The earliest creeds are arguably to be found in Scripture itself. In the Old Testament, what is known as the Shema (“Hear, O Israel: the Lord our God, the Lord is one,” Deut. 6:4) is a creed-like statement. While there are no official, full-blown creeds in the New Testament, scholar Ralph Martin has suggested that the beginnings of creeds are already present in the New Testament and were developed by early Christians to defend against subtle pagan influences and to establish key beliefs. Many scholars believe that Paul recites an early creed in his letter to the Corinthians when he summarizes the facts that he taught as “of first importance”: “that Christ died for our sins according to the Scriptures, that he was buried, that he was raised on the third day according to the Scriptures, and that he appeared [to the apostles and many others]” (1 Cor. 15:3 – 7). Furthermore, in the church’s acts of baptism, Eucharist, and worship, certain prayers and early creed-like statements of belief were developed, such as “Jesus is Lord” (1 Cor. 12:3) and the Trinitarian baptismal formula of Matthew 28:19: “in the name of the Father and of the Son and of the Holy Spirit.” While there is no formal creed in the pages of Scripture, the idea of a central, basic teaching of Christianity certainly is there.

After the age of the apostles, the early church possessed what is known as “the rule of faith” or “the tradition,” which theologian Bruce Demarest describes as “brief summaries of essential Christian truths.” Early church fathers such as Irenaeus, Clement of Alexandria, Tertullian, and Hippolytus all assumed this “rule of faith,” an unwritten set of beliefs that had been passed down from the apostles and taught to Christian converts. In the second century, Irenaeus described the rule of faith in this way: “One God, the Creator of heaven and earth, and all things therein, by means of Christ Jesus, the Son of God; who, because of His surpassing love towards His creation, condescended to be born of the virgin, He Himself uniting man through Himself to God, and having suffered under Pontius Pilate, and rising again, and having been received up in splendor, shall come in glory, the Savior of those who are saved, and the Judge of those who are judged, and sending into eternal fire those who transform the truth, and despise His Father and His advent.”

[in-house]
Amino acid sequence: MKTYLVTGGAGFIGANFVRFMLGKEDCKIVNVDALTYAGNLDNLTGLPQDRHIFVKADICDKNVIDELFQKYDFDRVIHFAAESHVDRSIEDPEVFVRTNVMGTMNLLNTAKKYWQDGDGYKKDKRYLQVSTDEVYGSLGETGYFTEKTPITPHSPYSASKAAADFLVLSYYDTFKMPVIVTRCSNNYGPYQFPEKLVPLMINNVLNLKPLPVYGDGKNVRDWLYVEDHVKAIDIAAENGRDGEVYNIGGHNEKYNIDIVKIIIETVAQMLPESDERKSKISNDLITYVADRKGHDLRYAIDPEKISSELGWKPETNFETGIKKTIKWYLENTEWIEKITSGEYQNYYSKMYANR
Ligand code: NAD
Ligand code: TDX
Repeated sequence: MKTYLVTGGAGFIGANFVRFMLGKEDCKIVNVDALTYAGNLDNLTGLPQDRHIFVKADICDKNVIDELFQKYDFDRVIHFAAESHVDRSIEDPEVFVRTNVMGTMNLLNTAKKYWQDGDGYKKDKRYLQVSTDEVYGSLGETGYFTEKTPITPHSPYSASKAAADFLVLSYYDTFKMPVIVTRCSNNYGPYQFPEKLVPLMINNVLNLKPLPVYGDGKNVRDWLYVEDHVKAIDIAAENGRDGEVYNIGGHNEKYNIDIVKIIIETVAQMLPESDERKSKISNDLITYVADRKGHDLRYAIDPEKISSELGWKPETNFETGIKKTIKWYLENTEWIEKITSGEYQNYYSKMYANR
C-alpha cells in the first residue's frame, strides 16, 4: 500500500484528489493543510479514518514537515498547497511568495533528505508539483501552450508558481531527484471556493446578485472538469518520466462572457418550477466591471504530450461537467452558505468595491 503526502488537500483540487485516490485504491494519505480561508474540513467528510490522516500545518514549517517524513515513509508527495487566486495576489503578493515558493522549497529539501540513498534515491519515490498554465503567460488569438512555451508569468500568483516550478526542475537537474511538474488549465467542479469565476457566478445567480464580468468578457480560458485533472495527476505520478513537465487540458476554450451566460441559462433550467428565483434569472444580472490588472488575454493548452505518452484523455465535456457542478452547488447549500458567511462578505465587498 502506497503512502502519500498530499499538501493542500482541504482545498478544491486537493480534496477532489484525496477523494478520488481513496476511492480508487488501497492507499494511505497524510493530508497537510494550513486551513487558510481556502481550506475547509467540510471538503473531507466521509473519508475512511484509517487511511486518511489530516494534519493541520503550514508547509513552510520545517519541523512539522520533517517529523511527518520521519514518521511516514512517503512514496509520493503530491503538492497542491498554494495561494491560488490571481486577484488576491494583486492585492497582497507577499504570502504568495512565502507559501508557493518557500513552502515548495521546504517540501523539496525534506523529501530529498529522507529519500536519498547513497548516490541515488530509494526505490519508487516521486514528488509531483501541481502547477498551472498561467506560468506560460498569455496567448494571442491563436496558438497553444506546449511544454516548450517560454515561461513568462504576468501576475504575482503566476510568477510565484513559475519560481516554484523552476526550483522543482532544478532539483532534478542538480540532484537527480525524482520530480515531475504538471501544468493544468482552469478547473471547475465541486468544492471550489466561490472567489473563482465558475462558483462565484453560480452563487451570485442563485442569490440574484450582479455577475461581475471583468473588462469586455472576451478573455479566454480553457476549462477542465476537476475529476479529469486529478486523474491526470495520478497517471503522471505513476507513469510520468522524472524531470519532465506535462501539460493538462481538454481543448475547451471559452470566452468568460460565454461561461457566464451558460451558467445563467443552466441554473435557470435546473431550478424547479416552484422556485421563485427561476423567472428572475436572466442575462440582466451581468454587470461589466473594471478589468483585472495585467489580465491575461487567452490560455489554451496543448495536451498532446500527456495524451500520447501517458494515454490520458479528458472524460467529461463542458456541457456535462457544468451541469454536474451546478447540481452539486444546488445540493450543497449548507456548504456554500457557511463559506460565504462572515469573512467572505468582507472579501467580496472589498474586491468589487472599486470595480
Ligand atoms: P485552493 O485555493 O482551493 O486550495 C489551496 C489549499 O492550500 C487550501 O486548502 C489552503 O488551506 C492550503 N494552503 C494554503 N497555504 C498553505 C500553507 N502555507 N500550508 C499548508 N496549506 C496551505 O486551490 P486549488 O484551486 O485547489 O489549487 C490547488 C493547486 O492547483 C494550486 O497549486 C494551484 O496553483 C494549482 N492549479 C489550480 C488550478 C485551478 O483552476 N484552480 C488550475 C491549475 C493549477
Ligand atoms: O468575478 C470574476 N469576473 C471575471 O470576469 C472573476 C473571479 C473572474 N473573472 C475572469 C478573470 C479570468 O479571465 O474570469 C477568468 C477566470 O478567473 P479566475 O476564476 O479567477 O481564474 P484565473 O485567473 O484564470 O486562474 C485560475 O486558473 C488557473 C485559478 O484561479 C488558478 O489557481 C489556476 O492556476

Irenaeus’s rule of faith sounds quite similar to later formal creeds and contains the essence of the gospel. As the early Christian community dealt with new heretical movements, the rule of faith gave birth to more precise statements of the essentials of the faith, such as the Apostles’ Creed and the Nicene Creed.

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Protestantism today faces a crisis in authority. Living in the twenty-first century means we are born into a world that has experienced the full effects of the Enlightenment, Protestant Liberalism, and Postmodernism. Yet at the same time, God’s Word continues to stand undefeated. No doubt, the Bible is under fire today as critics, both secular and evangelical (oddly enough), attack the Bible’s full authority. But if we’ve learned anything from the sixteenth-century Reformation, we know that God’s Word will prevail in the end.

As he stood there trembling at the Diet of Worms, certainly it must have seemed to Martin Luther that the whole world was against him. Yet Luther could boldly stand upon the authority of God’s Word because he knew that not even his greatest nemesis was a match for the voice of the living God.

While our circumstances may differ today, the need to recover biblical authority in the church and in the culture remains. The next generation of Christians need to be taught, perhaps for the first time, that this is no ordinary book we hold in our hands. It is the very Word of God. In other words, if Christians today are to give an answer for the faith within them against those who would criticize the scriptures, then they need to be taught the formal principle of the Reformation: sola Scriptura—only Scripture, because it is God’s inspired Word, is our inerrant, sufficient, and final authority for the church.

Contributors include Justin Holcomb, Gavin Ortlund, Robert Kolb, Chris Castaldo, Paul House, and many others.